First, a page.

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I was surprised when I started reading The Secrets of Happy Families, and it started to talk about agile. We have just started working in the agile framework at my workplace, and it changed the way we viewed software development.
Briefly, it involves moving the decisions and ownership down from the executives and puts the workers in control. Work is broken down into small tasks, and meeting are held daily to share the progress.
This was my favourite chapter of the book, and it had what I think was the most important advice.
Hold Weekly Family Meetings
Not a new concept, but the way he tied it to agile was very interesting, and something I hadn’t heard before. The author discusses how he implemented weekly meeting with his family and it made a huge difference. Here are some tips from the book.
- Hold a mandatory weekly meeting that all members attend
- Give each member the chance to voice what could be improved from the previous week and what worked well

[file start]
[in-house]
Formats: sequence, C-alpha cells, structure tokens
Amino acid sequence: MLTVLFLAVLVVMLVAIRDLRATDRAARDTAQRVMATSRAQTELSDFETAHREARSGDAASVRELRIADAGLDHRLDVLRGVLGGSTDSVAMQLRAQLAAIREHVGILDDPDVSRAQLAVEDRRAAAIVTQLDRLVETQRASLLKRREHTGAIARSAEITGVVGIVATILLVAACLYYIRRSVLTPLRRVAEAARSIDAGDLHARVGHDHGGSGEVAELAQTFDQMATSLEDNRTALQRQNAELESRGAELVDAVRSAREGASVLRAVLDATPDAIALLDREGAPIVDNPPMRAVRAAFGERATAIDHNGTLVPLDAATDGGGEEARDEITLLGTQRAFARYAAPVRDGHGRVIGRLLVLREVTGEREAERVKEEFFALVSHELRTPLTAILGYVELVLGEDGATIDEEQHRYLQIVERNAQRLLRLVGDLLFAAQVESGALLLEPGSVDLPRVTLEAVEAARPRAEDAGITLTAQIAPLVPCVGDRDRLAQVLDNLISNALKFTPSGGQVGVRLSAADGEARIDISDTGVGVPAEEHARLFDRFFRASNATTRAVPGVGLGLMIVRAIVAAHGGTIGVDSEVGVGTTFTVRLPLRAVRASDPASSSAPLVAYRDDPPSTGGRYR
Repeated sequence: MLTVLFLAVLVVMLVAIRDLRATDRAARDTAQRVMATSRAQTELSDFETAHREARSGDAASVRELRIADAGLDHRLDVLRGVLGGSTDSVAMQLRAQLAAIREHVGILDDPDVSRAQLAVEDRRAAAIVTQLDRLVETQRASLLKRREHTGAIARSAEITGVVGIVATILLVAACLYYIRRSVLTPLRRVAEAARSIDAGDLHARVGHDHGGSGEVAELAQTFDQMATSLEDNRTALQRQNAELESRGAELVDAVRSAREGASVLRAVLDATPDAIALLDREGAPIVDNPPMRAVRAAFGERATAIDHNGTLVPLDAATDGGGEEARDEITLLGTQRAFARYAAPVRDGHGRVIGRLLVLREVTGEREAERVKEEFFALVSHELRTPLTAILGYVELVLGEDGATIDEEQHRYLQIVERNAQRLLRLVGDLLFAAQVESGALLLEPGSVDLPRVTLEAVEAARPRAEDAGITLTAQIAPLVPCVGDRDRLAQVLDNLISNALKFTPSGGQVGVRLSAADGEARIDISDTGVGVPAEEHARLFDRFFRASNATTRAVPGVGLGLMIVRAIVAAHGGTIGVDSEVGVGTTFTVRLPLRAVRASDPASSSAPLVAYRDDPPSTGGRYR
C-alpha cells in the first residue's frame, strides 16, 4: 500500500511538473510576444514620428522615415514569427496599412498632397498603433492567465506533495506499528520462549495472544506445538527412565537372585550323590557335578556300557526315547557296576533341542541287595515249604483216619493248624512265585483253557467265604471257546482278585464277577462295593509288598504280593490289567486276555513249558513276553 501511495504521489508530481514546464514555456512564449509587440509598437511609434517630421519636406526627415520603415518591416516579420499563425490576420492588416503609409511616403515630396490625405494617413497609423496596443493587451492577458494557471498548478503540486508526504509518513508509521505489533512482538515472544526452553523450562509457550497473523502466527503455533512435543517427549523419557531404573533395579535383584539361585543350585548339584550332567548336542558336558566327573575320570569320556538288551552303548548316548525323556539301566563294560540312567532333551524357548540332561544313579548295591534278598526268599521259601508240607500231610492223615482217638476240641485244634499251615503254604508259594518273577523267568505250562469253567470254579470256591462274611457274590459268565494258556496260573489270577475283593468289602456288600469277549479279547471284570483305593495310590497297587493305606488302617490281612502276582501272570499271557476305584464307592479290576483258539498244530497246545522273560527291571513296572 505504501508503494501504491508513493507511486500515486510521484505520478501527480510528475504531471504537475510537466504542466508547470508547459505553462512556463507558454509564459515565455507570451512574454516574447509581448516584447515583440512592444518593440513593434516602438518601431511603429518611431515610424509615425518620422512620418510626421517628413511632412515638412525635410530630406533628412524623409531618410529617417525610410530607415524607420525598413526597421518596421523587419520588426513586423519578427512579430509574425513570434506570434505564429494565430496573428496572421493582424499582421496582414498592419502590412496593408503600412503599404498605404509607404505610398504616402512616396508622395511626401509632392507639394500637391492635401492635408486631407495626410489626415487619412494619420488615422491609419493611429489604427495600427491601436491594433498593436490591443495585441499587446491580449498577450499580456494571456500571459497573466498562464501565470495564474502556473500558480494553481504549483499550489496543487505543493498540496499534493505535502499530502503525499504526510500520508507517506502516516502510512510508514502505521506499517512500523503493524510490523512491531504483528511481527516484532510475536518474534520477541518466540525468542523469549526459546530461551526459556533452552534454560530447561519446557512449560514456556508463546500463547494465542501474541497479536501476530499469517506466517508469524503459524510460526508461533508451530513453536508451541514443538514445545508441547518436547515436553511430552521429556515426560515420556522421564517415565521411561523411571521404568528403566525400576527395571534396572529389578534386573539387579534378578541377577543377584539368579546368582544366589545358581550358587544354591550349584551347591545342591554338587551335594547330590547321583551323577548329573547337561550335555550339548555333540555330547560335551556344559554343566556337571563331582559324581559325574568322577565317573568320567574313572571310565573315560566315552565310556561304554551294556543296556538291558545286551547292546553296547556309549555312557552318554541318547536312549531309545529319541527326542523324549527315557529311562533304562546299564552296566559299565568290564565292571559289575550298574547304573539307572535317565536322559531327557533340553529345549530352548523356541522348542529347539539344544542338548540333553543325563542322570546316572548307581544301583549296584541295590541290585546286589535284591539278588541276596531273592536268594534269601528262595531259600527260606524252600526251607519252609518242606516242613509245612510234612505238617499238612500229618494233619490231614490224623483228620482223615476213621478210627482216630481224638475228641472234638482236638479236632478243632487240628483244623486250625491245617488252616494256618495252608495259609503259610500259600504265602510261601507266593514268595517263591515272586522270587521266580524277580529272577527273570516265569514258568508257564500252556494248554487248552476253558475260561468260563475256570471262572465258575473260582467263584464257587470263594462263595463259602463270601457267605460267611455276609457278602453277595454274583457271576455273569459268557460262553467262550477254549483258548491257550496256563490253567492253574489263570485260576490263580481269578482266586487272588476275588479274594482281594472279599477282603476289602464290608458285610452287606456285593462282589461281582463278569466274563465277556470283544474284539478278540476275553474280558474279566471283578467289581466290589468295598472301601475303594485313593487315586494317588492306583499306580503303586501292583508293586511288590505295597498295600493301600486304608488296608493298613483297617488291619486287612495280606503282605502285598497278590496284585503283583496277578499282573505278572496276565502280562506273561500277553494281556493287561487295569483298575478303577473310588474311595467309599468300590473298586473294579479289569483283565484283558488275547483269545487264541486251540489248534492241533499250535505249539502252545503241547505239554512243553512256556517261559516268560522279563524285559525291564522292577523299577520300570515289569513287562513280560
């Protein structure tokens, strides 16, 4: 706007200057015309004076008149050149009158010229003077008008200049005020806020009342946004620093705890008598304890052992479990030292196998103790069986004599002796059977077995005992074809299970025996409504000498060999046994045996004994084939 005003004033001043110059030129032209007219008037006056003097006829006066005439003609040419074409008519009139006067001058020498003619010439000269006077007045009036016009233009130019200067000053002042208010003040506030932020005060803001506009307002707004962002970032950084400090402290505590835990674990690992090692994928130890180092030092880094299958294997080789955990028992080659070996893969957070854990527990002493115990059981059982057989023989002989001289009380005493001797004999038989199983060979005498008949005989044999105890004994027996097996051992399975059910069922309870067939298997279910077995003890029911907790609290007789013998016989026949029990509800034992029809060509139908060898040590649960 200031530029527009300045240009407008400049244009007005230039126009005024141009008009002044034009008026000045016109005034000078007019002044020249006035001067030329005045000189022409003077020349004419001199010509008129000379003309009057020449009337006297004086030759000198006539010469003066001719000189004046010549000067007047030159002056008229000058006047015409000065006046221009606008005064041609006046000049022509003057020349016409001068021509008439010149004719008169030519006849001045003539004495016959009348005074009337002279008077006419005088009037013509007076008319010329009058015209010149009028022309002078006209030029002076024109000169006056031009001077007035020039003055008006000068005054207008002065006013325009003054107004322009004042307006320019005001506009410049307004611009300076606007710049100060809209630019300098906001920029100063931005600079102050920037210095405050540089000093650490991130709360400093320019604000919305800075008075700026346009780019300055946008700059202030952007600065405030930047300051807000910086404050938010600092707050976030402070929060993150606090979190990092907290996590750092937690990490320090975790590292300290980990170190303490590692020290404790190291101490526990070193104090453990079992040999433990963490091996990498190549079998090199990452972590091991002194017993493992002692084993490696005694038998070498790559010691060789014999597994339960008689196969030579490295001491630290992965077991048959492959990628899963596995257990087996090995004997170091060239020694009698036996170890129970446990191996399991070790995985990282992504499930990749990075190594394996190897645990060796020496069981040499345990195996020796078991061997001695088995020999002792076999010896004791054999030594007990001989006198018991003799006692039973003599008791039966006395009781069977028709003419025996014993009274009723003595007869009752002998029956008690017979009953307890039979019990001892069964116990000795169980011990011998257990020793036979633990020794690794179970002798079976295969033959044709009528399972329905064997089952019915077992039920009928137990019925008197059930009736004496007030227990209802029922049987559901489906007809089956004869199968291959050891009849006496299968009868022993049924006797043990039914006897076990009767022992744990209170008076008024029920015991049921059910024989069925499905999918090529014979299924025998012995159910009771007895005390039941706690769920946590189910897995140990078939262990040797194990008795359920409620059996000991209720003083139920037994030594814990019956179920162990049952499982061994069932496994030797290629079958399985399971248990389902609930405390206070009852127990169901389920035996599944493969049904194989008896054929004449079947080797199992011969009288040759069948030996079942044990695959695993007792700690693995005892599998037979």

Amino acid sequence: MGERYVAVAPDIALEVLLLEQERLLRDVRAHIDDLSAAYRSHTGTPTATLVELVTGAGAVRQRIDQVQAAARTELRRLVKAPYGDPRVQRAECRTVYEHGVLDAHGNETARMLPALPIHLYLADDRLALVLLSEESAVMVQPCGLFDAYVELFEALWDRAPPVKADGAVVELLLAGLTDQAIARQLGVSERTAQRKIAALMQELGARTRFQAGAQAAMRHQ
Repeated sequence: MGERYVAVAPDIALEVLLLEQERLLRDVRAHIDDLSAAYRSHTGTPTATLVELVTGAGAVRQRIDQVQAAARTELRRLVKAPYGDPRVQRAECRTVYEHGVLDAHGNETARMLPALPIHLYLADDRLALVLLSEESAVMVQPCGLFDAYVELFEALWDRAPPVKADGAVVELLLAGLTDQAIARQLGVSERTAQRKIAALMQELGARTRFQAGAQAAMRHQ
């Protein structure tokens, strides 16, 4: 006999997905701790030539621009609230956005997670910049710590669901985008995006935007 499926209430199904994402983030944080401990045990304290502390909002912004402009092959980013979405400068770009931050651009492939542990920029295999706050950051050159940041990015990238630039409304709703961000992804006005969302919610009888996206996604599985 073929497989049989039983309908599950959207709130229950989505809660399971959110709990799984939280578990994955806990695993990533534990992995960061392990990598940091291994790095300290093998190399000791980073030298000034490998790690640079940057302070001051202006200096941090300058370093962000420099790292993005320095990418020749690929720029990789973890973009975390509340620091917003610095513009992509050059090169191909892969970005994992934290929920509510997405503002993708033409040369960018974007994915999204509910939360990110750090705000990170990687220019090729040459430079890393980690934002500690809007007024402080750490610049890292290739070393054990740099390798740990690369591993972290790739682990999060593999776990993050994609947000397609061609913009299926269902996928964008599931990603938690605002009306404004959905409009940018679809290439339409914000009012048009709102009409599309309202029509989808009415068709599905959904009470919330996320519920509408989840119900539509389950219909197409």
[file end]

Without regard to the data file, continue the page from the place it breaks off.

- Make sure they relate to the family
- Dont interrupt, there are no bad ideas
- Pick one thing from what was mentioned, to improve for the coming week
- Let the kids think of solutions
- At the end of the meeting everyone shares what’s coming up next week (soccer games, school projects ) so there are no last minute surprises
Dont be afraid to talk about sex
My next favorite chapter was about talking to your kids about sex. The author shares stories about a neighbourhood sex mom, who educated all her children’s friends. It talks about starting at a young age with age appropriate education. There was one thing I read in the chapter that I had never though about before. It’s about naming body parts.
Parents don’t usually have an issue when talking to little boys when it comes to naming private parts. We will tell our sons to wash their penis in the tub. But with girls we use cute names, like vajaja. Or just privates. (personally we say pee pee) Why is this? Why is it’s acceptable to talk to boys about their privates and call them what they are, but not girls? Have you noticed this?
Other Chapters I liked
- The Care and Feeding of Grandparents
- Give war a Chance
- Narrate your Family History
The Secrets of Happy Families by Bruce Feiler had some good moments, and chapters I really liked. The were a few chapters I skimmed trough quickly. They were still well written, but I just felt I heard the advice before and they didn’t offer a new spin on it. Overall I would recommend this book for the good tips it has.